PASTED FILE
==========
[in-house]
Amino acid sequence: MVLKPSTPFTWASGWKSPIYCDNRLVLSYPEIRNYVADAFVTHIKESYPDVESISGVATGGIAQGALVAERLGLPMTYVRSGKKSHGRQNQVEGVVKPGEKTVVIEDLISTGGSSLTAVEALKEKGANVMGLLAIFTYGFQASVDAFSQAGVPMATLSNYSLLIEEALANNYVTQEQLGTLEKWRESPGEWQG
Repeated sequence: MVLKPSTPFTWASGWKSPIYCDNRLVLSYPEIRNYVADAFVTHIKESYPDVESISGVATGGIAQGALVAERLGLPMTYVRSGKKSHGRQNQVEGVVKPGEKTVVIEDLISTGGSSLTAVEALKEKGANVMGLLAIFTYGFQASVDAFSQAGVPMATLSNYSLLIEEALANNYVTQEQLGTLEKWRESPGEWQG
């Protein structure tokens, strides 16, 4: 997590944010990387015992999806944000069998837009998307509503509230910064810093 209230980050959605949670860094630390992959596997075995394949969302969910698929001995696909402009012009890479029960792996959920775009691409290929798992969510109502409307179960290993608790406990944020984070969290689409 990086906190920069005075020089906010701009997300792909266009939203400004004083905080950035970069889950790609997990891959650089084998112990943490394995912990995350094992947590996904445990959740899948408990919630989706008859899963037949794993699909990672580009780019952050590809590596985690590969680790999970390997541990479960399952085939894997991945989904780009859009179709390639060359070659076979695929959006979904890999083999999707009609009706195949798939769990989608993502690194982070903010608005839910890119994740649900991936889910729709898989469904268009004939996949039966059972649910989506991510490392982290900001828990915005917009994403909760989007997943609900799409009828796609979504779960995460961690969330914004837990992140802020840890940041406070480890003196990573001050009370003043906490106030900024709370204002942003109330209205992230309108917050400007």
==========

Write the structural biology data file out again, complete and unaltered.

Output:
[in-house]
Amino acid sequence: MVLKPSTPFTWASGWKSPIYCDNRLVLSYPEIRNYVADAFVTHIKESYPDVESISGVATGGIAQGALVAERLGLPMTYVRSGKKSHGRQNQVEGVVKPGEKTVVIEDLISTGGSSLTAVEALKEKGANVMGLLAIFTYGFQASVDAFSQAGVPMATLSNYSLLIEEALANNYVTQEQLGTLEKWRESPGEWQG
Repeated sequence: MVLKPSTPFTWASGWKSPIYCDNRLVLSYPEIRNYVADAFVTHIKESYPDVESISGVATGGIAQGALVAERLGLPMTYVRSGKKSHGRQNQVEGVVKPGEKTVVIEDLISTGGSSLTAVEALKEKGANVMGLLAIFTYGFQASVDAFSQAGVPMATLSNYSLLIEEALANNYVTQEQLGTLEKWRESPGEWQG
């Protein structure tokens, strides 16, 4: 997590944010990387015992999806944000069998837009998307509503509230910064810093 209230980050959605949670860094630390992959596997075995394949969302969910698929001995696909402009012009890479029960792996959920775009691409290929798992969510109502409307179960290993608790406990944020984070969290689409 990086906190920069005075020089906010701009997300792909266009939203400004004083905080950035970069889950790609997990891959650089084998112990943490394995912990995350094992947590996904445990959740899948408990919630989706008859899963037949794993699909990672580009780019952050590809590596985690590969680790999970390997541990479960399952085939894997991945989904780009859009179709390639060359070659076979695929959006979904890999083999999707009609009706195949798939769990989608993502690194982070903010608005839910890119994740649900991936889910729709898989469904268009004939996949039966059972649910989506991510490392982290900001828990915005917009994403909760989007997943609900799409009828796609979504779960995460961690969330914004837990992140802020840890940041406070480890003196990573001050009370003043906490106030900024709370204002942003109330209205992230309108917050400007």